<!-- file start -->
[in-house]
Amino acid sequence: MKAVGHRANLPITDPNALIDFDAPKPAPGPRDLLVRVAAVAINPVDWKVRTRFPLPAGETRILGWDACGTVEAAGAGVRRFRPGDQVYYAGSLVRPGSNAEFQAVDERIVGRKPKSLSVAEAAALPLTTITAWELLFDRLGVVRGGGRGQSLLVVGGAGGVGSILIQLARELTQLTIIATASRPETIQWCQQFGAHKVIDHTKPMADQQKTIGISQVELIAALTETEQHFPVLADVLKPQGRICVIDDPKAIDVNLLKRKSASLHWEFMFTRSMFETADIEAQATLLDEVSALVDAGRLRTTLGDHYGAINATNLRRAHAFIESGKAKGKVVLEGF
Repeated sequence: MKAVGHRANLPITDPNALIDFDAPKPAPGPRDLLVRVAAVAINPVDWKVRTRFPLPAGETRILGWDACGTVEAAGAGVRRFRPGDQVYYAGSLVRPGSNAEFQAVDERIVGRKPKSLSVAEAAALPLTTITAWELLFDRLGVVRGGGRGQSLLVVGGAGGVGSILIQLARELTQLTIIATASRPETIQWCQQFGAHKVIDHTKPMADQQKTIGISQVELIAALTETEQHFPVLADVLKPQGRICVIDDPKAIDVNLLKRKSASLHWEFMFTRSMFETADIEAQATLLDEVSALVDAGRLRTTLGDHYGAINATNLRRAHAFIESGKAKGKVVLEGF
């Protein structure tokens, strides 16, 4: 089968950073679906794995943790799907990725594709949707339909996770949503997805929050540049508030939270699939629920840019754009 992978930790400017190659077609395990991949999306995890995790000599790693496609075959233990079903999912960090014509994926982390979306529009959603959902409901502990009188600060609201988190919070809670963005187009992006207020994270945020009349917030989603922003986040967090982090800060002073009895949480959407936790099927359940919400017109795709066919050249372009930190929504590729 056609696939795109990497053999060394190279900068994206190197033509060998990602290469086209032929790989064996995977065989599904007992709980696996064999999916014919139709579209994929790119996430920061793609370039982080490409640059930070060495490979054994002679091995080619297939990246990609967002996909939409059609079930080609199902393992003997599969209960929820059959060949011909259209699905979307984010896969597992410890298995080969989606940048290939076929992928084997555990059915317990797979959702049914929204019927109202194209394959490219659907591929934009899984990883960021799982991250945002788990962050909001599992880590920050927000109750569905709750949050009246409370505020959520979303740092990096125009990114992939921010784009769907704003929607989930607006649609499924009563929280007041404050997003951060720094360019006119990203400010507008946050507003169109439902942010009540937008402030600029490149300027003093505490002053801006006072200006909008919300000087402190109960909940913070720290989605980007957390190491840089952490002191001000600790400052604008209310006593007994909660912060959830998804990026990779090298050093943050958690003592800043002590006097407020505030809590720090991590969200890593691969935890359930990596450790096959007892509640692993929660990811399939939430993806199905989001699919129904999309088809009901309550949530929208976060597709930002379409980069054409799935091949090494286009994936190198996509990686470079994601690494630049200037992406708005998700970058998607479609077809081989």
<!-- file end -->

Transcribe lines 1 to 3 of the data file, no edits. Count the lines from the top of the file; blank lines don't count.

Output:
[in-house]
Amino acid sequence: MKAVGHRANLPITDPNALIDFDAPKPAPGPRDLLVRVAAVAINPVDWKVRTRFPLPAGETRILGWDACGTVEAAGAGVRRFRPGDQVYYAGSLVRPGSNAEFQAVDERIVGRKPKSLSVAEAAALPLTTITAWELLFDRLGVVRGGGRGQSLLVVGGAGGVGSILIQLARELTQLTIIATASRPETIQWCQQFGAHKVIDHTKPMADQQKTIGISQVELIAALTETEQHFPVLADVLKPQGRICVIDDPKAIDVNLLKRKSASLHWEFMFTRSMFETADIEAQATLLDEVSALVDAGRLRTTLGDHYGAINATNLRRAHAFIESGKAKGKVVLEGF
Repeated sequence: MKAVGHRANLPITDPNALIDFDAPKPAPGPRDLLVRVAAVAINPVDWKVRTRFPLPAGETRILGWDACGTVEAAGAGVRRFRPGDQVYYAGSLVRPGSNAEFQAVDERIVGRKPKSLSVAEAAALPLTTITAWELLFDRLGVVRGGGRGQSLLVVGGAGGVGSILIQLARELTQLTIIATASRPETIQWCQQFGAHKVIDHTKPMADQQKTIGISQVELIAALTETEQHFPVLADVLKPQGRICVIDDPKAIDVNLLKRKSASLHWEFMFTRSMFETADIEAQATLLDEVSALVDAGRLRTTLGDHYGAINATNLRRAHAFIESGKAKGKVVLEGF